An 11-year-old girl was talking with friends in the living room of her mother's Easton apartment about 5 p.m. Sunday when she overheard the adults around the kitchen table talk about smoking K2, or synthetic marijuana, according to court records.
Moments later, an adult man collapsed and suffered a series of seizures while the child's mother, identified in court records as Andrea F. Truss, collapsed and lay motionless, police said.
The child ran to a downstairs neighbor's apartment in the building on the 200 block of North 14th Street and emergency personnel were called.
Easton police said when they arrived, they found the 47-year-old Truss and a man lying on the living room floor motionless. Suddenly, police said, Truss began convulsing and, as paramedics treated her, periodically yelling, "What the [expletive] is going on?"
Truss was treated at Easton Hospital's emergency room and late Sunday night was charged with a misdemeanor count of endangering the welfare of a child. The man, who was not identified, was not charged and his condition is unclear. A third man who was sitting in the kitchen also was not identified in court records.
The child told police that after talking about smoking K2, the adults did so before collapsing.
K2 is one of several names for synthetic marijuana — a blend of herbs or other plant material that is ground up and sprayed with various chemicals intended to mimic the effects of marijuana.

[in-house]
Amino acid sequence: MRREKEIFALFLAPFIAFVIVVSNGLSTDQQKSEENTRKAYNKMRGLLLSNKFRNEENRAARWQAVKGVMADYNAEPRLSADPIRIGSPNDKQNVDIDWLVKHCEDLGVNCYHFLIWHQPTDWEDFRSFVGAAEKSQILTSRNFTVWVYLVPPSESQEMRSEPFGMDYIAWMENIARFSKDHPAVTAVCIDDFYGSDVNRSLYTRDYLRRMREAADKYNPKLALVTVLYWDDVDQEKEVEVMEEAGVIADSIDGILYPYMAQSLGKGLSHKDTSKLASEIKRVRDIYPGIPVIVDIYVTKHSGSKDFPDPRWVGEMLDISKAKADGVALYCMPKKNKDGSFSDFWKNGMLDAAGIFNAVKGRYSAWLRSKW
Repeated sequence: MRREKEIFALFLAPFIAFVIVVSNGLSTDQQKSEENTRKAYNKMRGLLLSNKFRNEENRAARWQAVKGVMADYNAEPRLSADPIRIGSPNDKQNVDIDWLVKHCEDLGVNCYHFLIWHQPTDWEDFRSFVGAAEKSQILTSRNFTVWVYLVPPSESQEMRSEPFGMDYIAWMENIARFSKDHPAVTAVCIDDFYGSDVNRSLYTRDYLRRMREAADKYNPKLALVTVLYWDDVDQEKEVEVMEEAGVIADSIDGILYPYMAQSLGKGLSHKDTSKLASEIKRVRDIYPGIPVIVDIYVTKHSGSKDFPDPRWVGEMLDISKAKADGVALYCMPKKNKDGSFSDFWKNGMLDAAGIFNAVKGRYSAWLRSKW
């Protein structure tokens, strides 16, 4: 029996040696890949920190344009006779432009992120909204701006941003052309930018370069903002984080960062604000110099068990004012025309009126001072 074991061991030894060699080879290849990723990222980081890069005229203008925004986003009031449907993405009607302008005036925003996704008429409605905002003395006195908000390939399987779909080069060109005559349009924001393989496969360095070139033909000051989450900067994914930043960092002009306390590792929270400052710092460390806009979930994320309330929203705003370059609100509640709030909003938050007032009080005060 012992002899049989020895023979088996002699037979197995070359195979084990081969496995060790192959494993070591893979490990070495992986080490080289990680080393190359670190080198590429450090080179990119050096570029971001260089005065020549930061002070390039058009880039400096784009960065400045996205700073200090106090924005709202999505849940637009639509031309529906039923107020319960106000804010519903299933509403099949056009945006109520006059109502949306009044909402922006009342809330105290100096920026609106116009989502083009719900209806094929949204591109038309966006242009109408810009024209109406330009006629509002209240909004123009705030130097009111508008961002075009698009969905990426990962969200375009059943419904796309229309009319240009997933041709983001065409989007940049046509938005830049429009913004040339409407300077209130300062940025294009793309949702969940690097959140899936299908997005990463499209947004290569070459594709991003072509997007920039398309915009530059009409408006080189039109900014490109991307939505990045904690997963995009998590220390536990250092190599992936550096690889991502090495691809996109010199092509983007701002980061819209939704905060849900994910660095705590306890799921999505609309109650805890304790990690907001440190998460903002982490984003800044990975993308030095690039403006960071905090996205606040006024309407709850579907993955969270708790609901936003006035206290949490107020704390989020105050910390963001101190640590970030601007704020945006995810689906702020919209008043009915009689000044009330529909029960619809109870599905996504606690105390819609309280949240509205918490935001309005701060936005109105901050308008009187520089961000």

Last week, Lehigh County hospitals reported dealing with more than 80 cases of patients suffering from the adverse effects of synthetic marijuana, and the Lehigh County coroner's office is investigating at least eight overdose deaths since April 16 that may be connected to the drug.
The Northampton County coroner's office said it has seen several deaths that officials suspect involved synthetic marijuana, but said conclusive rulings in synthetic marijuana cases are difficult due to the varied types of chemicals that can be used to create the drugs.
Sherri Kacinko, a toxicologist at NMS Labs in Willow Grove, which does testing for police, said drug designers constantly switch the compounds used in their products and toxicologists are always a step behind. She said she received a list on March 9 of 29 new compounds to check for and, within days, she had a second memo adding five more.
Typically, she said, someone at the state police labs or NMS will identify new compounds in the products that are being sold. Toxicologists will go through a series of steps to develop a test to find that compound in blood samples and then assess that test.
In an effort to catch up with or stay on pace with synthetic marijuana designers, toxicologists will sometimes guess what compounds to test for.
"You prepare for a compound that might be the next iteration, and each time you get some right and you get some wrong," she said.
She said she hopes to have a definitive test for the latest slate of overdose cases in the next two weeks.
by Matt Coughlin, mcall.com. 4/29/15
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